Jeremy Lin's career in the NBA was something of a whirlwind. He went from being a little-known, undrafted free agent in 2010 to a phenomenon during the 2011-12 season with the New York Knicks after a streak of high-scoring games was dubbed "Linsanity."
That made Lin an instant icon and a great story that season. And while he remained a solid NBA player for seven seasons after that, averaging 11.6 points and 4.3 assists in his NBA career, he never could recreate the magic he had in that season with the Knicks.
Lin revealed on Taiwan's GOOD TV that his struggles after that period in the NBA really affected his mental health (h/t Jonathan White of the South China Morning Post):
"That stretch was called Linsanity and at that time I was literally the most popular person, the most popular person, on the planet. I had everything going for me. I had so much success. I was playing out of my mind and it was so far above and beyond anything I could have dreamed of.
"But the next few years after that I started to really experience a lot of let downs, a lot of failure and it got to the point where I was so ashamed to even walk outside, I didn't even want to leave my house, I didn't want to go on my social media, I didn't want to go on ESPN.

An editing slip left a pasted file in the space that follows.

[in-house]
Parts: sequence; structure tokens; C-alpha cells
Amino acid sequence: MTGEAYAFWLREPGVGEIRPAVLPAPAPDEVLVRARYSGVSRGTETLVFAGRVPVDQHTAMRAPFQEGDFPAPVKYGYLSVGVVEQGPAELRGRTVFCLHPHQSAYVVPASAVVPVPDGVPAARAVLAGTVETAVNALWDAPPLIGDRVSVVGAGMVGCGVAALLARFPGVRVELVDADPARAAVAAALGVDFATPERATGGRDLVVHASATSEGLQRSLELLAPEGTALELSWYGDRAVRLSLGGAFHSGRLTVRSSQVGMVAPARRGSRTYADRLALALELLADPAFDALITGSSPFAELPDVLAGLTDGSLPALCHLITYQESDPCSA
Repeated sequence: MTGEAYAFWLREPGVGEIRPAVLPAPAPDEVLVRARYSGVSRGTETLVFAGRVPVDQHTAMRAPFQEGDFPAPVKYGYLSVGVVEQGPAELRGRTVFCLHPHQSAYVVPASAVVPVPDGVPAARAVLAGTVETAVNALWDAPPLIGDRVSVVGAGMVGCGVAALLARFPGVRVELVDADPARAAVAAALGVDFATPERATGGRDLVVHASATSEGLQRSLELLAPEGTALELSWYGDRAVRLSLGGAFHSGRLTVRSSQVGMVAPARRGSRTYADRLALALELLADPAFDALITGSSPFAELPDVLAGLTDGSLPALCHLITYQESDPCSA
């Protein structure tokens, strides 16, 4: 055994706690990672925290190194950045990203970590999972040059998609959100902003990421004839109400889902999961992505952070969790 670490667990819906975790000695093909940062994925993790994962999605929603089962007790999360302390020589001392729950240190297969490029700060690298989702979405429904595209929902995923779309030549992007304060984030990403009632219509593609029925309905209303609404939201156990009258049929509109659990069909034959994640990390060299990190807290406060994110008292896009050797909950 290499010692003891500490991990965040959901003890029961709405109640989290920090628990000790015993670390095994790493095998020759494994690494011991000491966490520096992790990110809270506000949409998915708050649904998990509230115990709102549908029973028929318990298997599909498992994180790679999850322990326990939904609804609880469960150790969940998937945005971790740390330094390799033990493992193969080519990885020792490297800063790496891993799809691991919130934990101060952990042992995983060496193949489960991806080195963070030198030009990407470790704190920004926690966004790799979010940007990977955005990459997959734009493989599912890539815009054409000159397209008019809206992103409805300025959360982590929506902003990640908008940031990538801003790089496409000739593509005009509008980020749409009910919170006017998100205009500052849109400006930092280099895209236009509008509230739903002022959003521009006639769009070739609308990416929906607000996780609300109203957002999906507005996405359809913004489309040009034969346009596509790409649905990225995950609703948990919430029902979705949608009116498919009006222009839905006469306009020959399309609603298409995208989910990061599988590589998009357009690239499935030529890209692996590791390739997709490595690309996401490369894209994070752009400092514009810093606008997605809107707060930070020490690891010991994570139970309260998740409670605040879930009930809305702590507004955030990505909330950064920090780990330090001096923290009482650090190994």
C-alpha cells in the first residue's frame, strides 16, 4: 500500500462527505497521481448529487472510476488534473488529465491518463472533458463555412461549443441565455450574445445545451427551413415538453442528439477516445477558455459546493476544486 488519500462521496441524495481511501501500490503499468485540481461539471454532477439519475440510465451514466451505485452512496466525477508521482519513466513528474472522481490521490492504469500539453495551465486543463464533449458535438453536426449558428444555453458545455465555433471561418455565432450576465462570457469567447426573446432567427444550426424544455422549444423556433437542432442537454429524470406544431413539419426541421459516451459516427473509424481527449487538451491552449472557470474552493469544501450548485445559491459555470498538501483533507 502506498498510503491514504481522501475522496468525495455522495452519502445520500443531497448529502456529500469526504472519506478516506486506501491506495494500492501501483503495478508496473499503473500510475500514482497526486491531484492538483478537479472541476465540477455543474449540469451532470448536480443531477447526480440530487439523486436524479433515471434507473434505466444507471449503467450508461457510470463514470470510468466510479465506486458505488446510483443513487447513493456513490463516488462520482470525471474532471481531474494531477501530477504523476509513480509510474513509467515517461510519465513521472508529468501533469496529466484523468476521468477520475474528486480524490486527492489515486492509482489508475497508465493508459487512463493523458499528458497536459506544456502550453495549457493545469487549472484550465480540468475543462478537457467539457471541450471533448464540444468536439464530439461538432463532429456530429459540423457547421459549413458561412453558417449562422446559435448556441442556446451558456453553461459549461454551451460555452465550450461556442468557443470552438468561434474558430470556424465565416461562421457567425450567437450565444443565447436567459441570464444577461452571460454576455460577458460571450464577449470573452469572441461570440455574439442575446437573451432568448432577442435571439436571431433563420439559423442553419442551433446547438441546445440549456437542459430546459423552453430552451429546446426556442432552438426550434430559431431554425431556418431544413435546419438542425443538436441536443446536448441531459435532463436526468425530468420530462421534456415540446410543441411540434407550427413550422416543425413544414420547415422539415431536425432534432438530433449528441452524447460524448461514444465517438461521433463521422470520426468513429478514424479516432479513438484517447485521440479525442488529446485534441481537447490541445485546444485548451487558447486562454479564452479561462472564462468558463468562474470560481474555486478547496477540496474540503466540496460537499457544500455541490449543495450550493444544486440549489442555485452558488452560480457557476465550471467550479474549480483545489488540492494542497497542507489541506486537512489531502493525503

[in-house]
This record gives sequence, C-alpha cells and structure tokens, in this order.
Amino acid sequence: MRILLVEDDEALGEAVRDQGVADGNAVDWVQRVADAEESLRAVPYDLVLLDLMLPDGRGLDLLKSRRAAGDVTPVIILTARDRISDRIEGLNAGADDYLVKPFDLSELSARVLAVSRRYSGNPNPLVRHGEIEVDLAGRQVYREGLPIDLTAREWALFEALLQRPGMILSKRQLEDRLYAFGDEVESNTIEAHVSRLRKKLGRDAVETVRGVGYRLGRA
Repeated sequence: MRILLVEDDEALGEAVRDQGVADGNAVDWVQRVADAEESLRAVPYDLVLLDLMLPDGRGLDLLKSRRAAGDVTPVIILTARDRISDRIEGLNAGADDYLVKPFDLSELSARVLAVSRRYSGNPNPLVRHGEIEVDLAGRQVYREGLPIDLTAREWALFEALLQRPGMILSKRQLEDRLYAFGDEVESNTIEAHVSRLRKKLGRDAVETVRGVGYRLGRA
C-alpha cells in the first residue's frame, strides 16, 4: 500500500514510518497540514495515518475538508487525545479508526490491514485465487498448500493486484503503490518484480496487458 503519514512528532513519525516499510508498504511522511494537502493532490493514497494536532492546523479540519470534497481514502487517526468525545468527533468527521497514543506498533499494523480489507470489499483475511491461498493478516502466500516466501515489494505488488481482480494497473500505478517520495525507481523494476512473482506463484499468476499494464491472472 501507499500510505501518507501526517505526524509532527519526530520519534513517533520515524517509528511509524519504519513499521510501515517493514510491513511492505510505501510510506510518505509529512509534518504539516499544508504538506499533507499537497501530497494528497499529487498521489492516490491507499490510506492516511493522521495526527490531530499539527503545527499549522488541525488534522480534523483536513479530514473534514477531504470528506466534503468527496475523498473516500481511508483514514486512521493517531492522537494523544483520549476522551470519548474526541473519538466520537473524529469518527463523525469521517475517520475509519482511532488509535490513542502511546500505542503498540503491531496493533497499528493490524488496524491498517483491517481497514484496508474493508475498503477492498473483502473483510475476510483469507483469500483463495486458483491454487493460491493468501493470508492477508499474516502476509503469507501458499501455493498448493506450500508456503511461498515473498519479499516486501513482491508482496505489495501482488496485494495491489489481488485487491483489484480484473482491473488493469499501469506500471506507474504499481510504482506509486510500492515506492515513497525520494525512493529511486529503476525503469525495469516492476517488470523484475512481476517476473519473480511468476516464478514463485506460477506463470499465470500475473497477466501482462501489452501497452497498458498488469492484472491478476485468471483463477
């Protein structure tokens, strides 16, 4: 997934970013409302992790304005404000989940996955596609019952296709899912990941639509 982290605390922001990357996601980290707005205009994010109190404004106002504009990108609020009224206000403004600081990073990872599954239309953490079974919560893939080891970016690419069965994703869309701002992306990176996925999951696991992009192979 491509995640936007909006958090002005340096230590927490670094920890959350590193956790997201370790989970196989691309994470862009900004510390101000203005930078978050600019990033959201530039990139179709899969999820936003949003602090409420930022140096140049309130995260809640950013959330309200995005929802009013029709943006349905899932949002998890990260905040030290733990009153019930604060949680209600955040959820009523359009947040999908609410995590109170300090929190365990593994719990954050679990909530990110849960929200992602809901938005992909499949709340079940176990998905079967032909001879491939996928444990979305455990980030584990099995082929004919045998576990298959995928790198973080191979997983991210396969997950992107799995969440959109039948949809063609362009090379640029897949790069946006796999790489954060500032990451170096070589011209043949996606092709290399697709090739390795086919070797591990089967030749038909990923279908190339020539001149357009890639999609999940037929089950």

"I was just so ashamed because everything I worked so hard to achieve I started to lose. I lost my starting position, I lost a lot of endorsements and I lost a lot of the popularity."
Lin said he lost fans during that time period, though he attempted to work through his struggles to improve on the court. He felt he was in the perfect situation with the Brooklyn Nets after signing with them ahead of the 2016-17 season with a "coach [Kenny Atkinson] that loved me and an offensive system that perfectly suited me."
But injuries limited Lin to just 36 games that season and one game the next year. He would spend the 2018-19 season with the Atlanta Hawks and Toronto Raptors before signing to play for the CBA's Beijing Shougang Ducks in Aug. 2019. He helped lead the Ducks to the CBA semifinals where they lost to the Guangdong Southern Tigers.
It's been a long and fascinating basketball journey for the 32-year-old Lin, who is going to give his NBA career another shot.
"This decision has really been the hardest in my life," he said in September, per Weibo (via Channel News Asia). "Every morning I would wake up at 4 a.m. or 5 a.m., thinking, thinking and thinking all the time. In the end, although Shougang has treated me incredibly well ... giving me everything I wanted, in the end, I feel that I still have NBA dreams. I still have time to play, and I have to chase this."